79. 79. Four-Flap Z-plasty
    80. 80. The 5 – Flap plasty or “Jumping Man” flap.
    81. 81. Rotation –advancement Flap • Semicircular flap which rotates around a pivot point • Located along tension lines • Flap designed quite large than the defect to ensure primary closure of the donor site • skin graft or another flap are alternatives for the donor site
    82. 82. • Tissue can move into an adjacent defect in 2 directions. • It can advance in a straight line (ie, advancement flap), or the tissue can rotate into the defect (ie, rotation flap). • The distinction between the two is not always clear, and one type of motion blends into the other . • Furthermore, a single flap can have both straight (advancement) movement and rotational (rotation) movement.
    83. 83. •Triangulation of the defect •Isoceles triangle •Apex towards flap pedicle •Apex angle <30° to avoid buckling of the skin •PIVOT POINT D- on a projection of line AC, atleast CD>2AC •E is located midway between AD •An arc is drawn from B to D •CBD constitutes the flap
    84. 84. Local flap template • ABC is the triangulated defect • P is marked; AB=CP and AB parallel to CP • P as center and AP as radius, arc is drawn • Skin triangle ABD is excised • CDE is the local flap template for ABC
    85. 85. • Conventional rotation flapgeometrically pure rotation design where the triangulated defect is a sector of the semicircle • Movement is diametrically opposite of the defect conflicting the fact that a skin flap rotated about a pivot point will become shorter in effective length the further it is rotated
    86. 86. • Hence conventional rotation flap are successful only in places where lax skin is present or a back cut is needed • Flap template employs tissue just adjacent to the triangulated defect thus ensures coverage of the defect and closure of the donor site
    87. 87. Mustarde lateral rotation flap
    88. 88. Double rotation o-to-z
    89. 89. Postoperative Care • Pain reliever • Wound care • antibiotic ointment • Sutures removed at 5-7 days • Revision if required - 6 months
    90. 90. Complications • Infection • Dehiscence • Vascular insufficiency due to • Mechanical tension • Kinking • compression • Hematoma/seroma • Failure/necrosis
    91. 91. FLAP NECROSIS RANDOM PATTERN FLAP Presents clinically as : congested , cyanosed ,blanching momentarily on pressure initially but with time becomes less and less until there is no circulation. This process is acute . settled one way or the other in 1-2 day, clearly defining area of necrosis.
    92. 92. FLAP NECROSIS AXIAL PATTERN FLAP The sequence is different with clinical events not fully understood . Necrosis takes several days to develop. Generally compromised flap is only slight cyanosed with no other gross signs . The process is slow during which time the margin gets revascularised from surrounding tissues, due to which the area of final necrosis instead of being the entire distal flap , is an island in its centre.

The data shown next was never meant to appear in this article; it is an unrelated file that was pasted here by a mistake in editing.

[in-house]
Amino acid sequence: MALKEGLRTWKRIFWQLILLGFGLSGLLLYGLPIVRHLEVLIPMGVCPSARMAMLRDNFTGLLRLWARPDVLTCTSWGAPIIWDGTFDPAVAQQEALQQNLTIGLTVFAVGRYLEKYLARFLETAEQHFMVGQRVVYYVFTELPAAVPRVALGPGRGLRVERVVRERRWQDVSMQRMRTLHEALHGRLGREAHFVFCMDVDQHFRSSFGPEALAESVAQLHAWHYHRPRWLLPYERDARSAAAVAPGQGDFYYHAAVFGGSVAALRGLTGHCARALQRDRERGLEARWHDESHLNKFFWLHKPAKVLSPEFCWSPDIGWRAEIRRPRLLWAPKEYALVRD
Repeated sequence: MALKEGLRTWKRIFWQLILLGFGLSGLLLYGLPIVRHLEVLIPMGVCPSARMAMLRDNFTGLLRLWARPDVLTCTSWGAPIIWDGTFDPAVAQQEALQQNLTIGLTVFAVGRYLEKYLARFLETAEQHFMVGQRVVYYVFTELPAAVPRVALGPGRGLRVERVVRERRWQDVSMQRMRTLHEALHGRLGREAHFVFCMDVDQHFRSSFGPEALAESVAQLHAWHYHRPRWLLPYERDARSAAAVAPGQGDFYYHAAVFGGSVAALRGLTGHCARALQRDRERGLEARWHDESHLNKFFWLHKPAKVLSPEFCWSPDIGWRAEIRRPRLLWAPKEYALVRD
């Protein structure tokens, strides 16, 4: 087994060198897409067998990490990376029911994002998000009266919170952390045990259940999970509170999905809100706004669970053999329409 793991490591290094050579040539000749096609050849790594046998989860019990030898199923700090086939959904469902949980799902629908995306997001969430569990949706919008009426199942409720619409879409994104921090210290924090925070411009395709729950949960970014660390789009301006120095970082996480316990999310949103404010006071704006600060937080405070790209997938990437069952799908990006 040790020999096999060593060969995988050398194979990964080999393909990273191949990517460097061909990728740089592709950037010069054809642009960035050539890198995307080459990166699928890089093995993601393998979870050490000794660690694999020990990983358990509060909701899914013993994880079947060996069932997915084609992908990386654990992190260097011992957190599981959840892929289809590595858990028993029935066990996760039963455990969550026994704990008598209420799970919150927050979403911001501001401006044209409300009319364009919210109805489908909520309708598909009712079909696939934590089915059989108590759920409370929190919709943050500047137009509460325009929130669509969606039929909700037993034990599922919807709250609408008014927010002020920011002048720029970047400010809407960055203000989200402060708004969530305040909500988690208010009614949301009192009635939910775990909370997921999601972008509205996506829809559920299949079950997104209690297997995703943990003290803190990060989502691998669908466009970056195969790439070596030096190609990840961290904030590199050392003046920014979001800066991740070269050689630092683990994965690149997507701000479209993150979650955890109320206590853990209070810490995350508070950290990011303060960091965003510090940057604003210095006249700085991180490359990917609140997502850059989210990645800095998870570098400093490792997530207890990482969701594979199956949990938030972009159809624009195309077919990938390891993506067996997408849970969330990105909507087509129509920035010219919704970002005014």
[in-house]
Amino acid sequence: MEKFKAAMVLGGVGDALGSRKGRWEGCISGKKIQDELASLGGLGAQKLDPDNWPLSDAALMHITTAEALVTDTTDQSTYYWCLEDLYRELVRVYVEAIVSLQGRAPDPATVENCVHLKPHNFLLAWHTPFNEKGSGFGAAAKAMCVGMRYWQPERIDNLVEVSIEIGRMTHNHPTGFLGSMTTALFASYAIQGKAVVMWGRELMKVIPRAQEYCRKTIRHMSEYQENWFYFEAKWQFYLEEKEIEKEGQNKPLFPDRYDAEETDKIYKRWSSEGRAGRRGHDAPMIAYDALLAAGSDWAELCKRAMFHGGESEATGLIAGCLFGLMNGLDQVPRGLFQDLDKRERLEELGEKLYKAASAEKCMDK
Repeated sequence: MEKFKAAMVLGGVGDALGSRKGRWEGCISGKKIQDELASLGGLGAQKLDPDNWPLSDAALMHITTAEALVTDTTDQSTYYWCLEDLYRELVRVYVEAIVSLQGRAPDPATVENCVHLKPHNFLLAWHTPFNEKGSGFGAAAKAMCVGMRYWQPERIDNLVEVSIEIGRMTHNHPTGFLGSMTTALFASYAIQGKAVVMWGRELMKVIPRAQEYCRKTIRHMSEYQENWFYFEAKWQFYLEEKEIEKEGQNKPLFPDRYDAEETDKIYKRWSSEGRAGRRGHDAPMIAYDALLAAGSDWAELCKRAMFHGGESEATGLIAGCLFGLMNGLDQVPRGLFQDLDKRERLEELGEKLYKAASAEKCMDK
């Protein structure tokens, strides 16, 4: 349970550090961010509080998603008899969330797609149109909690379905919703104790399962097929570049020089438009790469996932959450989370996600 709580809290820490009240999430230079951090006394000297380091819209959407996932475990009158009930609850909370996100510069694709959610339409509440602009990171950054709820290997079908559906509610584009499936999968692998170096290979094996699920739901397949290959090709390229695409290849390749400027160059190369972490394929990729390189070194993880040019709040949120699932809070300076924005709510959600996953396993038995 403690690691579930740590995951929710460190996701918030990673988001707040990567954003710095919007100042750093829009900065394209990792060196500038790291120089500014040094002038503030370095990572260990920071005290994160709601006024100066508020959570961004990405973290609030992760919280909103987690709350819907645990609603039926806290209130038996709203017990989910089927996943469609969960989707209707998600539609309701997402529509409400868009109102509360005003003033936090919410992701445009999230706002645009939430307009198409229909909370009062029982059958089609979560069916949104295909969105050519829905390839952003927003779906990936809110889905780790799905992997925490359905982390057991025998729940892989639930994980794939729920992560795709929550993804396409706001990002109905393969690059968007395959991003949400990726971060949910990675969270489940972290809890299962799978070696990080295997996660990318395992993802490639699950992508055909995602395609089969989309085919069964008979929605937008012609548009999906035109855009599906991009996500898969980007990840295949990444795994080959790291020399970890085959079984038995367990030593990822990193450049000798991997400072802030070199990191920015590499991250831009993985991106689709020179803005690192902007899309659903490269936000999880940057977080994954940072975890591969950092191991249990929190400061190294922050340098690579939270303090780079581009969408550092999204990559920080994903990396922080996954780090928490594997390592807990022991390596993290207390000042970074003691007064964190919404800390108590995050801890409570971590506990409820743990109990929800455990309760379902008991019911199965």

93. 93. • Length:Width increased width of base would increase surviving length but feeding vessels have same perfusion pressure • Perfusion pressure
    94. 94. PREVENTION OF FLAP NECROSIS Important steps to prevent necrosis : 1.Avoiding tension by prior establishing pivot point or using planning in reverse if local flap is jumping over intact skin . 2. Planning the flap with a margin of reserve is an additional way in which tension can be avoided. 3.Avoding kinking particularly at the base of the flap. 4.In random flap proper length: breadth ratio should be maintained .
    95. 95. PREVENTION OF FLAP NECROSIS 5.In axial flap , length does not extend recognized safe length. 6.Proper plane for flap elevation for raising flap. 7. No compression at pedicle 8.Using delay principal when it was considered inadequate . 9.Avoiding infection : prevention of hematoma and avoidance of raw area .
    96. 96. PLANE FOR FLAP ELEVATION Proper plane for flap elevation is of prime importance for preventing necrosis : Trunk Between deep fascia and underlying muscle /aponeurosis Limbs Immediately superficial or deep to investing layer of fascia . Face At the level of fat just deep to dermis . Scalp Between glea and pericranium. Forehead Standard : superficial to pericranium. For smaller flap :between skin and frontalis muscle .
    97. 97. THINNING OF FLAP Thinning of a flap is required for : 1. To match the thickness of defect. 2. To allow it to be set without tension. The amount of thinning which flap tolerate safely varies greatly , such as : Face Smaller flap can be thinned out considerably due to well developed sub dermal plexus Scalp Thinning not possible as flap is raised at subgleal level
    98. 98. THINNING OF FLAP Limbs Thinning is seldom done because : 1.Fasciocutaneous flap : investing layer of fascia forming deep surface contains blood vessel crucial for survival. 2.Skin flaps : subcutaneous layer of fat is too thin to warrant thinning Trunk Males : thinning is often not required in chest & upper abdomen. Female : Thinning is often required
    99. 99. What to Do if the Flap Becomes Swollen and Bluish Within Hours after the Operation • A swollen, bluish flap indicates a problem with circulation into or out of the flap. • Usually it is a venous (i.e., outflow) problem. • Make sure that the patient is positioned properly and that nothing is compressing or pulling on the pedicle. • Loosen surrounding dressings and tape. • Sometimes it is helpful to remove a few stitches to ensure that the flap is not under too much tension.
    100. 100. • Be sure that no fluid has collected under the flap. • Any collection of fluid requires drainage. • Ensure adequate pain control. Pain stimulates the sympathetic nervous system, which decreases blood flow through the pedicle.
    101. 101. What to Do If Part of the Flap Dies • • • • If a part of the flap has become purplish it indicates inadequate circulation the tissue may eventually die. If there is no evidence of infection, you may simply leave the flap alone. • With time, this tissue will demarcate and die and then separate or you may have to cut off the dead tissue. • While this process is occurring, the underlying tissues will heal.